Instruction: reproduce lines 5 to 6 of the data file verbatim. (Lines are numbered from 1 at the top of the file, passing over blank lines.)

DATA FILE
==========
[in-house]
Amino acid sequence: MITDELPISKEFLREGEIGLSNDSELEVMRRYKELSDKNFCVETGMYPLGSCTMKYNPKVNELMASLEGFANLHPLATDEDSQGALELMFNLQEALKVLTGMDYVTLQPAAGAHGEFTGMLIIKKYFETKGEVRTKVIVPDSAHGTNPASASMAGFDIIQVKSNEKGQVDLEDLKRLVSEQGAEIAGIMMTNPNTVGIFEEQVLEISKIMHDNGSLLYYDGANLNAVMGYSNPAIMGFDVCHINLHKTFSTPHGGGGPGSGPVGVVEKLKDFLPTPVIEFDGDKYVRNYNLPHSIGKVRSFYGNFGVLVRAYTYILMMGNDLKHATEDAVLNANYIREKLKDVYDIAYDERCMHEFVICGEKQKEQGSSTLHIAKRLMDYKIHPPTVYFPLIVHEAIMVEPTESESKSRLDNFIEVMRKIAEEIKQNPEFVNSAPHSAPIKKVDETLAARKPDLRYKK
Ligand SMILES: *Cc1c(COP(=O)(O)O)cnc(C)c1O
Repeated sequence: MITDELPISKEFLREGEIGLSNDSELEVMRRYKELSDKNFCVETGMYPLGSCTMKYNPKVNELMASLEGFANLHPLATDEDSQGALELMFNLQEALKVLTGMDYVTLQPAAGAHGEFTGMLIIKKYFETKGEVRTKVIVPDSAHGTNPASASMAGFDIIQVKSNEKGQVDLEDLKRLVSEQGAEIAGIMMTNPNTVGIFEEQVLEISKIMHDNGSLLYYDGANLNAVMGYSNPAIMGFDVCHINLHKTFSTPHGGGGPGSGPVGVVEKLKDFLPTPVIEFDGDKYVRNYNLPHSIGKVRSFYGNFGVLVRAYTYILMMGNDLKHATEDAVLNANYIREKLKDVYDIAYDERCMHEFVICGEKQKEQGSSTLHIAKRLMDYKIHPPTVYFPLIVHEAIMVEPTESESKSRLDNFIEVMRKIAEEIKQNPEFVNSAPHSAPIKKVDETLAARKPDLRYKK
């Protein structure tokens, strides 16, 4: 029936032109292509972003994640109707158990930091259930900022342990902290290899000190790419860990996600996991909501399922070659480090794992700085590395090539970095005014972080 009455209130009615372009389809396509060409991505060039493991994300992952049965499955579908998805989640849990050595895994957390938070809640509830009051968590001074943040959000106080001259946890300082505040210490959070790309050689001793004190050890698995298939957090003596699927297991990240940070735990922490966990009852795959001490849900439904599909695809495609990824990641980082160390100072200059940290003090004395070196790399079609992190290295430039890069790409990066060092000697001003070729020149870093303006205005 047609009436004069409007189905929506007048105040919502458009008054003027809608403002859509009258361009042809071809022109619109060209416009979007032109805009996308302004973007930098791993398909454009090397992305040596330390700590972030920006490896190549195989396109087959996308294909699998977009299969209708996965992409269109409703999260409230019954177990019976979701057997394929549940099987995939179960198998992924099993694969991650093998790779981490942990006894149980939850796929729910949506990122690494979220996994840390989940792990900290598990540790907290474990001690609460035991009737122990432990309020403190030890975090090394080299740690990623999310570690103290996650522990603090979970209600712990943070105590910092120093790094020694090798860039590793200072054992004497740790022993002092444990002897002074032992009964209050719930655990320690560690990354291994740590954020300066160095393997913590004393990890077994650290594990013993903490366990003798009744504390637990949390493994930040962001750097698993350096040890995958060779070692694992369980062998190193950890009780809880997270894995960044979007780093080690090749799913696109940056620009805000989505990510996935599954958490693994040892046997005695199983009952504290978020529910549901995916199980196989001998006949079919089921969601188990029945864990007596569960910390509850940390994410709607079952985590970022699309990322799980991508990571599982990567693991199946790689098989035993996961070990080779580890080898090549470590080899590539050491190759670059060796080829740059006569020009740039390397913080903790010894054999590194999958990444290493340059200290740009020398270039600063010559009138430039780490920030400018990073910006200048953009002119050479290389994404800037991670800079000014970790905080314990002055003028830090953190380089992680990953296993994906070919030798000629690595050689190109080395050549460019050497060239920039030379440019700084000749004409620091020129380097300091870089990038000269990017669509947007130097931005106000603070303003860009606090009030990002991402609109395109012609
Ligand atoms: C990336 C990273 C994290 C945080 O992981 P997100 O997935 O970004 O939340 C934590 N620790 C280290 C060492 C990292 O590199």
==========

């Protein structure tokens, strides 16, 4: 029936032109292509972003994640109707158990930091259930900022342990902290290899000190790419860990996600996991909501399922070659480090794992700085590395090539970095005014972080 009455209130009615372009389809396509060409991505060039493991994300992952049965499955579908998805989640849990050595895994957390938070809640509830009051968590001074943040959000106080001259946890300082505040210490959070790309050689001793004190050890698995298939957090003596699927297991990240940070735990922490966990009852795959001490849900439904599909695809495609990824990641980082160390100072200059940290003090004395070196790399079609992190290295430039890069790409990066060092000697001003070729020149870093303006205005 047609009436004069409007189905929506007048105040919502458009008054003027809608403002859509009258361009042809071809022109619109060209416009979007032109805009996308302004973007930098791993398909454009090397992305040596330390700590972030920006490896190549195989396109087959996308294909699998977009299969209708996965992409269109409703999260409230019954177990019976979701057997394929549940099987995939179960198998992924099993694969991650093998790779981490942990006894149980939850796929729910949506990122690494979220996994840390989940792990900290598990540790907290474990001690609460035991009737122990432990309020403190030890975090090394080299740690990623999310570690103290996650522990603090979970209600712990943070105590910092120093790094020694090798860039590793200072054992004497740790022993002092444990002897002074032992009964209050719930655990320690560690990354291994740590954020300066160095393997913590004393990890077994650290594990013993903490366990003798009744504390637990949390493994930040962001750097698993350096040890995958060779070692694992369980062998190193950890009780809880997270894995960044979007780093080690090749799913696109940056620009805000989505990510996935599954958490693994040892046997005695199983009952504290978020529910549901995916199980196989001998006949079919089921969601188990029945864990007596569960910390509850940390994410709607079952985590970022699309990322799980991508990571599982990567693991199946790689098989035993996961070990080779580890080898090549470590080899590539050491190759670059060796080829740059006569020009740039390397913080903790010894054999590194999958990444290493340059200290740009020398270039600063010559009138430039780490920030400018990073910006200048953009002119050479290389994404800037991670800079000014970790905080314990002055003028830090953190380089992680990953296993994906070919030798000629690595050689190109080395050549460019050497060239920039030379440019700084000749004409620091020129380097300091870089990038000269990017669509947007130097931005106000603070303003860009606090009030990002991402609109395109012609
Ligand atoms: C990336 C990273 C994290 C945080 O992981 P997100 O997935 O970004 O939340 C934590 N620790 C280290 C060492 C990292 O590199």